"He said, 'Ya know, that is kind of funny, but it was what we were told.' … I was shocked when they told me that." Nirenberg said he went ahead and voted for John McCain.
Rudolph Giuliani said that whoever wins Florida will get the nomination. This is not necessarily true, but is highly likely.
H/T: Dowager Viscountess
Military historians agree that the doom of the Third Reich was sealed on the day that Hitler decided to invade the Soviet Union, thus opening a second front in the war. Fighting on two fronts forces you to disperse your forces between multiple threats and almost guarantees that you will be forced onto a defensive posture. And as every military strategists knows, the best you can achieve when fighting on the defensive is to delay your ultimate defeat.
What is true in war is often true in politics as well and that is so in this case. No political party should ever seek a conflict which will require it to fight on two fronts. Yet that is what Republicans seem poised to do.
We all remember what a close thing the battle to defeat amnesty was, don't we? What made the fight so difficult was the fact that not only did the congressional leadership favor amnesty but the president was behind the measure as well. The Republicans who made up the only force opposing amnesty were hampered in their efforts by the fact that their own president kept trying to slip a knife in their backs.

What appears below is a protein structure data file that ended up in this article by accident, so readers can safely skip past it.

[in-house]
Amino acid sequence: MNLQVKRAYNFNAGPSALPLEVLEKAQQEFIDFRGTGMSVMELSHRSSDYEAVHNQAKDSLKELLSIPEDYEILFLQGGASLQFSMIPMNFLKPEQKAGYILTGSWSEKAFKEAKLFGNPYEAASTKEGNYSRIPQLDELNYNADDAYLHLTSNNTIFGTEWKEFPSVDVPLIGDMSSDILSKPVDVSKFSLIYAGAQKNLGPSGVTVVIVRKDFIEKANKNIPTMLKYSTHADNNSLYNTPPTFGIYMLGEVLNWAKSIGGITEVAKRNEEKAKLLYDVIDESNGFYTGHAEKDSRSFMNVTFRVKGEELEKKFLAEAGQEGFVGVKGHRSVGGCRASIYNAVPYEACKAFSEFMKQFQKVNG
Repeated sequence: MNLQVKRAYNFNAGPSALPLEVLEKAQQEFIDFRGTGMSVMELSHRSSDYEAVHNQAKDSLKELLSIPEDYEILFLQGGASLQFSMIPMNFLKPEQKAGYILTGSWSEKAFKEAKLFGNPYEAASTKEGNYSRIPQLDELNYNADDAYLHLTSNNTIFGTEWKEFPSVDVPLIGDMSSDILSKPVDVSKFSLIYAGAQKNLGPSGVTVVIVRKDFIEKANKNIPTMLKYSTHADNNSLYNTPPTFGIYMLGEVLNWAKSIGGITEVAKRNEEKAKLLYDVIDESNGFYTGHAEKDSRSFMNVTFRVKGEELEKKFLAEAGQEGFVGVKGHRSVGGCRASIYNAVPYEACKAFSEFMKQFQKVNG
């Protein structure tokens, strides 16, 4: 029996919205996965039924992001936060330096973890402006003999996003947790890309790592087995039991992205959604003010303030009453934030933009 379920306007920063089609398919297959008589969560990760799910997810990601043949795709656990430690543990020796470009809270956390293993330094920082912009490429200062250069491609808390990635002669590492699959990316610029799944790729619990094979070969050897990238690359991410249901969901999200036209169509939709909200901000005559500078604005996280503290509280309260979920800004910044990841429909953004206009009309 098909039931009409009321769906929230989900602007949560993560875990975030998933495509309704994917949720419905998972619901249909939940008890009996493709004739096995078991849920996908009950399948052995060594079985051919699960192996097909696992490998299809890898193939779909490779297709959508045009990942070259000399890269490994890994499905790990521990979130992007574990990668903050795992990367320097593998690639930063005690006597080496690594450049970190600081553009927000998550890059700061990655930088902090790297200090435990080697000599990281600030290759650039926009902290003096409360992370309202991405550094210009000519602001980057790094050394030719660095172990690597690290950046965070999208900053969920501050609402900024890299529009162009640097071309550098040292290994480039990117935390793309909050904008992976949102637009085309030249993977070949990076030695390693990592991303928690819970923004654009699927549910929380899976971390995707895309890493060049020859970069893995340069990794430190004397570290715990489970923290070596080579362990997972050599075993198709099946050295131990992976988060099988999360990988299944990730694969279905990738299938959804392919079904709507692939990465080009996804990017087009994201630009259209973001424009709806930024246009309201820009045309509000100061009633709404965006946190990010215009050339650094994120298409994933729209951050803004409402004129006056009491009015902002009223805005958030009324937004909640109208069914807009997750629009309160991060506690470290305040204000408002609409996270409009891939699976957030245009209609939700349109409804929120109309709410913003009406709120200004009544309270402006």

When you cannot turn your full attention to the enemy in front of you, but must also constantly fight off attacks from the rear you must divide your forces and are denied the opportunity to concentrate your resources for an attack.
If the Republican Party chooses John McCain as its presidential candidate and if the Party is unfortunate enough to actually win the general election with McCain at the head of the ticket (unlikely, but still possible) Republicans in congress will find themselves spending the next four years (or maybe even eight years) fighting a vicious two front war as they constantly fight off attacks from both the Democrats in congress and the White House.
Make no mistake about it. With the single exception of the Surge McCain's entire history as a Senator consists of picking the issues upon which a defeat would do the GOP and the nation the maximum amount of harm and cooperating with Democrats to make that Republican defeat happen.